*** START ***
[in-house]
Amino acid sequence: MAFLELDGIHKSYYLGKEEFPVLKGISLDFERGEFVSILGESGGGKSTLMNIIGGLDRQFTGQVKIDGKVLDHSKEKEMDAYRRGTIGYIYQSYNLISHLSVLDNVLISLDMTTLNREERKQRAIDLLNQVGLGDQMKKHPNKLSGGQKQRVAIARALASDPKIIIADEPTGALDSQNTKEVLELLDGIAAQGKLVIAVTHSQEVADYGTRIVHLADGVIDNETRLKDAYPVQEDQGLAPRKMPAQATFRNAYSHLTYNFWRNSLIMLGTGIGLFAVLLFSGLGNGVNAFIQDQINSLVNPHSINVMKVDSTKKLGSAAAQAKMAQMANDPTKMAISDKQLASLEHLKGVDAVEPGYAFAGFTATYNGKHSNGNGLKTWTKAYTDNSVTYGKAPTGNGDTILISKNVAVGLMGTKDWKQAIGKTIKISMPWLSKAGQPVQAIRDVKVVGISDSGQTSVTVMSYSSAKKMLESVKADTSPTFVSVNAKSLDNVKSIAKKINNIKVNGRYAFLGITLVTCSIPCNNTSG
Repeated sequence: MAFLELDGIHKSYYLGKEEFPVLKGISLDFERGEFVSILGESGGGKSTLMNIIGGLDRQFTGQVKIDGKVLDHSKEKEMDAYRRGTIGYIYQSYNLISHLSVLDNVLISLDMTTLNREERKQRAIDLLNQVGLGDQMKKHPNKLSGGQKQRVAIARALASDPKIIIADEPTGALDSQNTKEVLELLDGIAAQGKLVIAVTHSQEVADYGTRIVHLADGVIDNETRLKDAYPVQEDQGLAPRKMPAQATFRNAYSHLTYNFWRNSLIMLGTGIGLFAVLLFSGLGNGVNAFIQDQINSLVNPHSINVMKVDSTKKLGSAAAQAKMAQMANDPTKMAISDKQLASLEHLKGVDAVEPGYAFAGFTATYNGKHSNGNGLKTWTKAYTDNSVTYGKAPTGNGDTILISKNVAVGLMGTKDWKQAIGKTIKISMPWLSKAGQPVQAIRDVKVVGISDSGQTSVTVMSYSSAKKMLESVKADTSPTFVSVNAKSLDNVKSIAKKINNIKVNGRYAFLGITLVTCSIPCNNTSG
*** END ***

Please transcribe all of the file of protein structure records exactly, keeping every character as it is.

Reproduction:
[in-house]
Amino acid sequence: MAFLELDGIHKSYYLGKEEFPVLKGISLDFERGEFVSILGESGGGKSTLMNIIGGLDRQFTGQVKIDGKVLDHSKEKEMDAYRRGTIGYIYQSYNLISHLSVLDNVLISLDMTTLNREERKQRAIDLLNQVGLGDQMKKHPNKLSGGQKQRVAIARALASDPKIIIADEPTGALDSQNTKEVLELLDGIAAQGKLVIAVTHSQEVADYGTRIVHLADGVIDNETRLKDAYPVQEDQGLAPRKMPAQATFRNAYSHLTYNFWRNSLIMLGTGIGLFAVLLFSGLGNGVNAFIQDQINSLVNPHSINVMKVDSTKKLGSAAAQAKMAQMANDPTKMAISDKQLASLEHLKGVDAVEPGYAFAGFTATYNGKHSNGNGLKTWTKAYTDNSVTYGKAPTGNGDTILISKNVAVGLMGTKDWKQAIGKTIKISMPWLSKAGQPVQAIRDVKVVGISDSGQTSVTVMSYSSAKKMLESVKADTSPTFVSVNAKSLDNVKSIAKKINNIKVNGRYAFLGITLVTCSIPCNNTSG
Repeated sequence: MAFLELDGIHKSYYLGKEEFPVLKGISLDFERGEFVSILGESGGGKSTLMNIIGGLDRQFTGQVKIDGKVLDHSKEKEMDAYRRGTIGYIYQSYNLISHLSVLDNVLISLDMTTLNREERKQRAIDLLNQVGLGDQMKKHPNKLSGGQKQRVAIARALASDPKIIIADEPTGALDSQNTKEVLELLDGIAAQGKLVIAVTHSQEVADYGTRIVHLADGVIDNETRLKDAYPVQEDQGLAPRKMPAQATFRNAYSHLTYNFWRNSLIMLGTGIGLFAVLLFSGLGNGVNAFIQDQINSLVNPHSINVMKVDSTKKLGSAAAQAKMAQMANDPTKMAISDKQLASLEHLKGVDAVEPGYAFAGFTATYNGKHSNGNGLKTWTKAYTDNSVTYGKAPTGNGDTILISKNVAVGLMGTKDWKQAIGKTIKISMPWLSKAGQPVQAIRDVKVVGISDSGQTSVTVMSYSSAKKMLESVKADTSPTFVSVNAKSLDNVKSIAKKINNIKVNGRYAFLGITLVTCSIPCNNTSG